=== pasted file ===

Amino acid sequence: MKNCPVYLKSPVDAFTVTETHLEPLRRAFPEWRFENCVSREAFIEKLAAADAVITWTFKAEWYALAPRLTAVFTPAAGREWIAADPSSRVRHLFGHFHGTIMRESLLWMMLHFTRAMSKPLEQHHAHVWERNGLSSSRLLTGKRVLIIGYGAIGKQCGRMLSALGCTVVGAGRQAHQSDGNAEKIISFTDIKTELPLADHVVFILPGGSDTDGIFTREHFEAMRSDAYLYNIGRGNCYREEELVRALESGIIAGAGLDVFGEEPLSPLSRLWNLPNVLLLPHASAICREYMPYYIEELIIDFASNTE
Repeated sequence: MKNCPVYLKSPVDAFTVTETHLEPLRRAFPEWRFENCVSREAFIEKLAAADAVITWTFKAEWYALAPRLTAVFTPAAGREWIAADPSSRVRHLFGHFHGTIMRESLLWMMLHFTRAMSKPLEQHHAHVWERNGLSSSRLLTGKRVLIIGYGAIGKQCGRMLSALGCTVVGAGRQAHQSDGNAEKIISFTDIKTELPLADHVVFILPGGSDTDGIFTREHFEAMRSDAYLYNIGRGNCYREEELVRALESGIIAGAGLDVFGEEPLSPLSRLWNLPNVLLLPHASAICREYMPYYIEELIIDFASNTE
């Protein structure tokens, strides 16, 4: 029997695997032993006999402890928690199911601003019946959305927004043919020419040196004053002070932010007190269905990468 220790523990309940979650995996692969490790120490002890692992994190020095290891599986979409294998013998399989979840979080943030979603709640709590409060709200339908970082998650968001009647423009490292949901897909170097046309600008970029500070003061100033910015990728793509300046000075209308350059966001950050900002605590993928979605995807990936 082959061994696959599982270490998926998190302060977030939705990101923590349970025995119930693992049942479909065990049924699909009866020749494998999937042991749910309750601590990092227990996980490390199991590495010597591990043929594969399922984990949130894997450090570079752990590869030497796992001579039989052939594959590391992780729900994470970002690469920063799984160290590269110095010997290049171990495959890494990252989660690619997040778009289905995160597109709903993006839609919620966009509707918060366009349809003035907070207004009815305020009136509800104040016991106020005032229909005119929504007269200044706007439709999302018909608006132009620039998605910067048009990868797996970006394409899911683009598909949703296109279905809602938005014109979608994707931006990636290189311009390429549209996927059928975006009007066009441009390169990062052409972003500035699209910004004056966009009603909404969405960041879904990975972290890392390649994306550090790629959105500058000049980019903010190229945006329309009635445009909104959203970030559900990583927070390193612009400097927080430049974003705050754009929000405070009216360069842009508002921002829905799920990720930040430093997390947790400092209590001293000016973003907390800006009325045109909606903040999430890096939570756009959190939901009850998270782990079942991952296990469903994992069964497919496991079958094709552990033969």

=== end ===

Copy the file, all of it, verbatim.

Amino acid sequence: MKNCPVYLKSPVDAFTVTETHLEPLRRAFPEWRFENCVSREAFIEKLAAADAVITWTFKAEWYALAPRLTAVFTPAAGREWIAADPSSRVRHLFGHFHGTIMRESLLWMMLHFTRAMSKPLEQHHAHVWERNGLSSSRLLTGKRVLIIGYGAIGKQCGRMLSALGCTVVGAGRQAHQSDGNAEKIISFTDIKTELPLADHVVFILPGGSDTDGIFTREHFEAMRSDAYLYNIGRGNCYREEELVRALESGIIAGAGLDVFGEEPLSPLSRLWNLPNVLLLPHASAICREYMPYYIEELIIDFASNTE
Repeated sequence: MKNCPVYLKSPVDAFTVTETHLEPLRRAFPEWRFENCVSREAFIEKLAAADAVITWTFKAEWYALAPRLTAVFTPAAGREWIAADPSSRVRHLFGHFHGTIMRESLLWMMLHFTRAMSKPLEQHHAHVWERNGLSSSRLLTGKRVLIIGYGAIGKQCGRMLSALGCTVVGAGRQAHQSDGNAEKIISFTDIKTELPLADHVVFILPGGSDTDGIFTREHFEAMRSDAYLYNIGRGNCYREEELVRALESGIIAGAGLDVFGEEPLSPLSRLWNLPNVLLLPHASAICREYMPYYIEELIIDFASNTE
């Protein structure tokens, strides 16, 4: 029997695997032993006999402890928690199911601003019946959305927004043919020419040196004053002070932010007190269905990468 220790523990309940979650995996692969490790120490002890692992994190020095290891599986979409294998013998399989979840979080943030979603709640709590409060709200339908970082998650968001009647423009490292949901897909170097046309600008970029500070003061100033910015990728793509300046000075209308350059966001950050900002605590993928979605995807990936 082959061994696959599982270490998926998190302060977030939705990101923590349970025995119930693992049942479909065990049924699909009866020749494998999937042991749910309750601590990092227990996980490390199991590495010597591990043929594969399922984990949130894997450090570079752990590869030497796992001579039989052939594959590391992780729900994470970002690469920063799984160290590269110095010997290049171990495959890494990252989660690619997040778009289905995160597109709903993006839609919620966009509707918060366009349809003035907070207004009815305020009136509800104040016991106020005032229909005119929504007269200044706007439709999302018909608006132009620039998605910067048009990868797996970006394409899911683009598909949703296109279905809602938005014109979608994707931006990636290189311009390429549209996927059928975006009007066009441009390169990062052409972003500035699209910004004056966009009603909404969405960041879904990975972290890392390649994306550090790629959105500058000049980019903010190229945006329309009635445009909104959203970030559900990583927070390193612009400097927080430049974003705050754009929000405070009216360069842009508002921002829905799920990720930040430093997390947790400092209590001293000016973003907390800006009325045109909606903040999430890096939570756009959190939901009850998270782990079942991952296990469903994992069964497919496991079958094709552990033969």